The Supreme Court on Monday upheld the constitutional validity of SC/ST (Prevention of Atrocities) Amendment Act, 2018, that ruled out any provision for anticipatory bail for a person accused of atrocities against Scheduled Castes and Scheduled Tribes, reported Bar and Bench.
The bench of Justices Arun Mishra, Justice Vineet Saran and Justice Ravindra Bhat, which was hearing a batch of pleas challenging the amendments to the Act, said the provisions related to anticipatory bail must be exercised sparingly and in exceptional cases where no prima facie case is made out.
The amendments to the Act, made in 2018, had said that the provision under Section 438 of the Criminal Procedure Code, which refers to pre-arrest bail, will not apply to the SC/ST (Prevention of Atrocities) Act.
On March 20, 2018, the Supreme Court had diluted the law’s provisions and had said public servants cannot be arrested immediately after a complaint is filed against them under the law. At least 11 people died and hundreds were detained during the protests against the Supreme Court order in April 2018.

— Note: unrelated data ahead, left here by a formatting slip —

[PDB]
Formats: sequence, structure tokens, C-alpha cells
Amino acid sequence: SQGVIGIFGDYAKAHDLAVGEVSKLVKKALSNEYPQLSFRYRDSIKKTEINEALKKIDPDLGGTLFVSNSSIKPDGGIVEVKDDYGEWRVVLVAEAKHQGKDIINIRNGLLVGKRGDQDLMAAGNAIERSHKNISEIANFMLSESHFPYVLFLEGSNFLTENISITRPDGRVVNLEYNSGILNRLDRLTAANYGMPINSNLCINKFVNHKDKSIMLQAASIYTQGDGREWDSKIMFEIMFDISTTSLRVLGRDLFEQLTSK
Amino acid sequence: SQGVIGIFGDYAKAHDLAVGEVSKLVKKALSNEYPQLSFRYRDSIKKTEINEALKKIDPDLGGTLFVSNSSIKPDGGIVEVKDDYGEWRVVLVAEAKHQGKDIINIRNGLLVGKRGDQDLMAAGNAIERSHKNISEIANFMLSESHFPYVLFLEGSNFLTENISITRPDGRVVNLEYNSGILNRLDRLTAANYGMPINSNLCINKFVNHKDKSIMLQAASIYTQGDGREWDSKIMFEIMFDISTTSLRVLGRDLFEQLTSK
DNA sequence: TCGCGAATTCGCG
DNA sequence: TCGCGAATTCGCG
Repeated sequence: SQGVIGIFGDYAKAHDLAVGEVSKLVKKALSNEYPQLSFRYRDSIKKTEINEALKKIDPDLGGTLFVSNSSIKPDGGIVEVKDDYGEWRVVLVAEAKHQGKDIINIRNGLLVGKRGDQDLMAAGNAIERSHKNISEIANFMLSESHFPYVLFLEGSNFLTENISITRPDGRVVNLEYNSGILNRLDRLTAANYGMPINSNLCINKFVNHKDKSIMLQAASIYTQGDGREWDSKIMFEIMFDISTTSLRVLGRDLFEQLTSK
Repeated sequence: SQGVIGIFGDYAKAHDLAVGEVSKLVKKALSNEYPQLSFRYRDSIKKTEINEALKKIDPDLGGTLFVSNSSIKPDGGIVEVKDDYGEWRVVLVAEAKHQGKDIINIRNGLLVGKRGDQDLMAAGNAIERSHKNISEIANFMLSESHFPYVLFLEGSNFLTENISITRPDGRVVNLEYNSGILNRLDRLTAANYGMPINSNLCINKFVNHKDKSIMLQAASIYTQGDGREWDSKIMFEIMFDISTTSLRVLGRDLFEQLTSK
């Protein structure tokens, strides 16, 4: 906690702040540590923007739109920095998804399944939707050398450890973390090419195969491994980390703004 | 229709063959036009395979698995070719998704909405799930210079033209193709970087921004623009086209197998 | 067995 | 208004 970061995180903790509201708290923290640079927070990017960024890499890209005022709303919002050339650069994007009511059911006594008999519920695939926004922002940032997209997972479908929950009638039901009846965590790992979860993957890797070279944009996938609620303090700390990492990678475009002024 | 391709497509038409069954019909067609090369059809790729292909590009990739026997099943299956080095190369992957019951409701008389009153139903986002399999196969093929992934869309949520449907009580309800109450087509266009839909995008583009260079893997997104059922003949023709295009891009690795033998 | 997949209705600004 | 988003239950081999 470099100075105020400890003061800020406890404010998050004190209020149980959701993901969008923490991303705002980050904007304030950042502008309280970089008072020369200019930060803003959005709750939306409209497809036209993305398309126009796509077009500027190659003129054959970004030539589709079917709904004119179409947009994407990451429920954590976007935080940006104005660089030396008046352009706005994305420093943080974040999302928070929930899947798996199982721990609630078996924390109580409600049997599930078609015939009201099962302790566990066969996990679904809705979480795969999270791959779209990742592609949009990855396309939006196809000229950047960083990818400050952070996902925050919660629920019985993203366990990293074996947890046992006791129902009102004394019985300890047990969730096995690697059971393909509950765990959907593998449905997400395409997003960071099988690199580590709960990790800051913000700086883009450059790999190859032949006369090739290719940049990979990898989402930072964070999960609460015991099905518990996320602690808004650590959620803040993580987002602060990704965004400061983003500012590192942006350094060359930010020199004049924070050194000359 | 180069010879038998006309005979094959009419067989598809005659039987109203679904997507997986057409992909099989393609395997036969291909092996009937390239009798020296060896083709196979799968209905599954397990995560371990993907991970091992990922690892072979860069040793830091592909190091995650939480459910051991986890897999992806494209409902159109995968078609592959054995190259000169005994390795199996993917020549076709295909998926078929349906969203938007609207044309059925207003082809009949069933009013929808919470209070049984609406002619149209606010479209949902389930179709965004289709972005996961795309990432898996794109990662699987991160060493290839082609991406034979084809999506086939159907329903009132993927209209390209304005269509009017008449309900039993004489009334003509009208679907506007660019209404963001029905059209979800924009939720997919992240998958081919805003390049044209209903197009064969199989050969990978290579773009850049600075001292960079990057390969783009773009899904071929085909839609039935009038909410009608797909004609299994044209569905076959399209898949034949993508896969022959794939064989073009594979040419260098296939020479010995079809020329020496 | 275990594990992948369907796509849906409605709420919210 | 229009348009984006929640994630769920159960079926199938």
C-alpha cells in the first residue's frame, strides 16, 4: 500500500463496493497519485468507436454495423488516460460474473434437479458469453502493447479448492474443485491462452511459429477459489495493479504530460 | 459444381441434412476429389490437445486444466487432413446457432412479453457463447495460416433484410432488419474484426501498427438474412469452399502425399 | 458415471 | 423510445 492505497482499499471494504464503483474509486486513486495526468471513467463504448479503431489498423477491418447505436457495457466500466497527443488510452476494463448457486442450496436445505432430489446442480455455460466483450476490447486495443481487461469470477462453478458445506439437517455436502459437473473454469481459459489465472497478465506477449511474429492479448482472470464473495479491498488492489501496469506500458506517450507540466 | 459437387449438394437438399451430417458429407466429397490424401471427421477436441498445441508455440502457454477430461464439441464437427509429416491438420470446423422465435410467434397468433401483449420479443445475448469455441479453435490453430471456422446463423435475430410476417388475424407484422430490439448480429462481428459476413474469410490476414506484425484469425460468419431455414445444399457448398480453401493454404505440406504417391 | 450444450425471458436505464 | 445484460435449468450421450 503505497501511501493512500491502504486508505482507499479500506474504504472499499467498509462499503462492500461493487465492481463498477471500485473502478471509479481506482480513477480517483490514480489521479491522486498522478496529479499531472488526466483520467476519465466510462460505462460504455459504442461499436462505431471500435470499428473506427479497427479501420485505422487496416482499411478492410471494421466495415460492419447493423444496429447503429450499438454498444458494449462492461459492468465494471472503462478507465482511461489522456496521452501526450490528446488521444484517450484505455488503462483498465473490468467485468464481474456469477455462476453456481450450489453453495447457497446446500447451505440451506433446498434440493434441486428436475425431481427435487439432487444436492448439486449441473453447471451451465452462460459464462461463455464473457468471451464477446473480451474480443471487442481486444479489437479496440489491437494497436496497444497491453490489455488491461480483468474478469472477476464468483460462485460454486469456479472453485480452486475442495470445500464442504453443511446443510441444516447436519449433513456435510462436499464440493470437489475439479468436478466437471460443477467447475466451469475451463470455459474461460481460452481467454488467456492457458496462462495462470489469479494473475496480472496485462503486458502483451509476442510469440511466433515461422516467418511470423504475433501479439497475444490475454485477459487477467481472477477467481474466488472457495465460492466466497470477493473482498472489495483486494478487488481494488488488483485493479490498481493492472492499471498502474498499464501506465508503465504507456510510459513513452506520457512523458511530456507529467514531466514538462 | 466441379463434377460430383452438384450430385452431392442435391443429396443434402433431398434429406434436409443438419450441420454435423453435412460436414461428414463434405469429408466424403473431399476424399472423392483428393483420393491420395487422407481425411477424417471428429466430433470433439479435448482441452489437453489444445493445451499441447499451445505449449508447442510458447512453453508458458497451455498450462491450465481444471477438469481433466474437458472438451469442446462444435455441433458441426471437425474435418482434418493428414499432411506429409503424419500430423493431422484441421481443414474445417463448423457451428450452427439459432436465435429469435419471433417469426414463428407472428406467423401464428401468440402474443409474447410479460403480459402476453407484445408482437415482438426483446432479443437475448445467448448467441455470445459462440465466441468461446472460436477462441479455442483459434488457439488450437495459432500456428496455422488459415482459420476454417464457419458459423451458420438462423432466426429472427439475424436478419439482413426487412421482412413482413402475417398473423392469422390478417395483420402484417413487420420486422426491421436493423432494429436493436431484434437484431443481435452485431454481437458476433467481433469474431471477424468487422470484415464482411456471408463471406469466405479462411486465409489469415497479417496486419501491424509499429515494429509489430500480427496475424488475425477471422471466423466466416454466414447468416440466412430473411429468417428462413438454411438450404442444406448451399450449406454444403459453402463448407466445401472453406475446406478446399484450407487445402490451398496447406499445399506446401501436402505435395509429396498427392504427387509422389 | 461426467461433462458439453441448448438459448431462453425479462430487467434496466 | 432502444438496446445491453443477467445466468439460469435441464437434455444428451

In May 2018, the court observed that no individual can be arrested without following a fair procedure of inquiry. The bench of judges AK Goel and UU Lalit was hearing the review petition that the Centre had filed.
After this, the Centre moved the court to seek a review of this order, and Parliament passed an amendment bill in August to reverse the verdict. The amendments said no preliminary inquiry would be needed to file a criminal case and an arrest under this law would not be subject to any approval.
In October last year, the Supreme Court allowed the Centre’s review petition. It said that the directions it had issued in March 2018 were uncalled for and were not within the parameters of Article 142 of Constitution. “The court cannot do what cannot be done by the legislature,” the three-judge bench of Justices Arun Mishra, MR Shah and BR Gavai had said.